“Once we began planning our wedding, we were denied our first choice, our second choice, and our third choice of wedding venues because we were gay.”
Planning a dream wedding as a gay couple with no family support was beyond hard. Leading up to the wedding, I had nightmares about my family that were so intense I would wake myself up because I was sobbing so hard in my sleep. In the end, I had no family present at our wedding, and many who did attend (although I’m deeply grateful for them) felt like placeholders for the family and friends who would have been there had I married a man. Over the last six and a half years, we’ve created a beautiful life together. But it has not been an easy life. There have been many lonely holidays and life challenges we had to face on our own. We’ve come to build a wonderful family of choice, but that has taken time.
In recent years, my health has been failing as well. After four years of searching for answers, I was finally diagnosed this past June with a complex illness for which there is no cure. Best case scenario, I could be in remission in two to five years. This sobering news also closes the window on my ability to get pregnant or bear children of our own.
Me: A gay female, disowned by my family, fighting chronic illness and disability, and unable to have biological children of our own.
My wife: A gay female, a first-generation immigrant, and person of color who served 26 years in the military.
Our family: An interracial, inter-abled, same-sex couple, who have been happily married for 6-plus years.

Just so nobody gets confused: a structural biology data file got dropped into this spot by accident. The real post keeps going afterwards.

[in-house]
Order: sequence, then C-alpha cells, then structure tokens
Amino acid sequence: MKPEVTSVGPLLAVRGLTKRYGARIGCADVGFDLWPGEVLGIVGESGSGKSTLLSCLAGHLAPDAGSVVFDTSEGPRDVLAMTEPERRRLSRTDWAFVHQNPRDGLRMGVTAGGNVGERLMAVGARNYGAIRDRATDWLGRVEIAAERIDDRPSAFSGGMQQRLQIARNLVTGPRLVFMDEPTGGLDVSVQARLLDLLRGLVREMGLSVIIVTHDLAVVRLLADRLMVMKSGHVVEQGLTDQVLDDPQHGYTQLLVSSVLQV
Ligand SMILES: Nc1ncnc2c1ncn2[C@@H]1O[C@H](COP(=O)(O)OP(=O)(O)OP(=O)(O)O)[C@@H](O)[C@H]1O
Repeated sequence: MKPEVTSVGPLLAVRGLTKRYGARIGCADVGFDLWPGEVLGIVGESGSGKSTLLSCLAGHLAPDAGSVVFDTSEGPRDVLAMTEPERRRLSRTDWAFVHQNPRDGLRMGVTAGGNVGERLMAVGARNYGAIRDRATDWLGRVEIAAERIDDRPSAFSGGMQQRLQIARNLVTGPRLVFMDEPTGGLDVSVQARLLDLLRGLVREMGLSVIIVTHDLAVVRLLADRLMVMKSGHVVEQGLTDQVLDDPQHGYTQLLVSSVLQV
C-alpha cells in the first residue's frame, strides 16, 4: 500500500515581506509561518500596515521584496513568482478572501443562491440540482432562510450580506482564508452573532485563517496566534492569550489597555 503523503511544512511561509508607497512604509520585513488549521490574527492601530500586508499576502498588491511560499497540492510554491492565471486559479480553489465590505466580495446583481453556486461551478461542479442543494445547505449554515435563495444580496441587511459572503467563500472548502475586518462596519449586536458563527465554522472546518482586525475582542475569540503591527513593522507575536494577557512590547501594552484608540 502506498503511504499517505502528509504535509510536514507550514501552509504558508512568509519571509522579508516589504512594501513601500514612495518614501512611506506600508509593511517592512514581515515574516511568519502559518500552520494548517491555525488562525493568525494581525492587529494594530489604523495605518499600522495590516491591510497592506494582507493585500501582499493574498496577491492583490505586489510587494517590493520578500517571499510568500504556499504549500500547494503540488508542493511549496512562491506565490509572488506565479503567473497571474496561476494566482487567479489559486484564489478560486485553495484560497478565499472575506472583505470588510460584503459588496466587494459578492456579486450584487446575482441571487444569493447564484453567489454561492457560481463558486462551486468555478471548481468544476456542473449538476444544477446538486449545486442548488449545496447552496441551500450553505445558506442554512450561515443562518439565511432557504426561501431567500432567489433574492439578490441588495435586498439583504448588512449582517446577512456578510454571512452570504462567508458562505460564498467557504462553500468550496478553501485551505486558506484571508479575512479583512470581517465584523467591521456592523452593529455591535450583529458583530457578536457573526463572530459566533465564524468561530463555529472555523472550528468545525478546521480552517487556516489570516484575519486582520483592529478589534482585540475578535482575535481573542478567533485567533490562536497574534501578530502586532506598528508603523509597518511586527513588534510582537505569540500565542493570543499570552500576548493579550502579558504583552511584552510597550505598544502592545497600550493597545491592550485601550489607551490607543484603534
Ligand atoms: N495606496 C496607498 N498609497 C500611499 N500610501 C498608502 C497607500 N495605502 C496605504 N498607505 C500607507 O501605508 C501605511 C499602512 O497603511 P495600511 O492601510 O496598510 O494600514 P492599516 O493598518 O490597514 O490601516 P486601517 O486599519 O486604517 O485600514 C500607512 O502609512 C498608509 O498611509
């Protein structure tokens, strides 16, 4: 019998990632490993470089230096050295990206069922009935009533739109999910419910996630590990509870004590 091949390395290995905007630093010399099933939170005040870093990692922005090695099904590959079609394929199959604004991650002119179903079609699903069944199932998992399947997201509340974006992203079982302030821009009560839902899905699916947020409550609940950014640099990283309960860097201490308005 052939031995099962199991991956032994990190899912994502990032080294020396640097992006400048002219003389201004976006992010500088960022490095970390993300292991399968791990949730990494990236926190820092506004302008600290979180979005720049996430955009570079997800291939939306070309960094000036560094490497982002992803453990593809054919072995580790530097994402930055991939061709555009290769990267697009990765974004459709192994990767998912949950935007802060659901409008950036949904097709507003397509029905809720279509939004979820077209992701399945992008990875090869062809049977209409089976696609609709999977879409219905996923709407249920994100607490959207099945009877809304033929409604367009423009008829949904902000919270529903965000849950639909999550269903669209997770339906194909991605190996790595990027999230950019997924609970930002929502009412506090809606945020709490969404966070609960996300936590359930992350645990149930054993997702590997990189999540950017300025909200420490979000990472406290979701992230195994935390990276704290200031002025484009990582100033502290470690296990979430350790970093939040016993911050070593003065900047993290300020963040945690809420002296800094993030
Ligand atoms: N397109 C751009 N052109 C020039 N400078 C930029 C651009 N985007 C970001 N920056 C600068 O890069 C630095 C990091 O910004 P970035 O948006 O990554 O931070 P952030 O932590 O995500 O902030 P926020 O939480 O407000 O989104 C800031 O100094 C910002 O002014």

This is us. Our family is beautiful and full of love, but our story is complex. Sharing these details with you makes me feel vulnerable, but I don’t do it for your pity. I tell you because how you choose to vote in this election will have a direct impact on the future of my family.
What’s at stake: Will you vote to support a candidate or party that is actively working against the safety and well-being of me and my wife? The outcome of this election will determine whether or not I am able to stay on my wife’s health care to get the treatment I desperately need.
“The outcome of this election will determine whether or not I am able to stay on my wife’s health care to get the treatment I desperately need.”
It will determine whether or not a physician can refuse me care. It will determine whether or not I can get fired from a job without cause.
It will determine whether or not my marriage remains legal in the eyes of the law.
It will determine whether or not we will be able to expand our family through adoption.
For you, voting may be a matter of principal. For me (and so many others like me) it is a matter between health and sickness, employment or unemployment, marriage or anulled marriage, life or death.
You can’t say it isn’t personal. It is personal. It is deeply personal. It is personal to me. It will affect every aspect of my life moving forward: either for safety and equality, or for discrimination and oppression.
Voting the way you’ve always done is no longer an excuse. If you truly want to represent Jesus, do what I believe he would do if he were here: Vote for the people on the margins. Vote for me.”
(This article was written by Amber Cantorna and originally posted in Baptist News Global. You can read the full article here: https://baptistnews.com/…/when-you-go-to-the-polls-rememb…/…)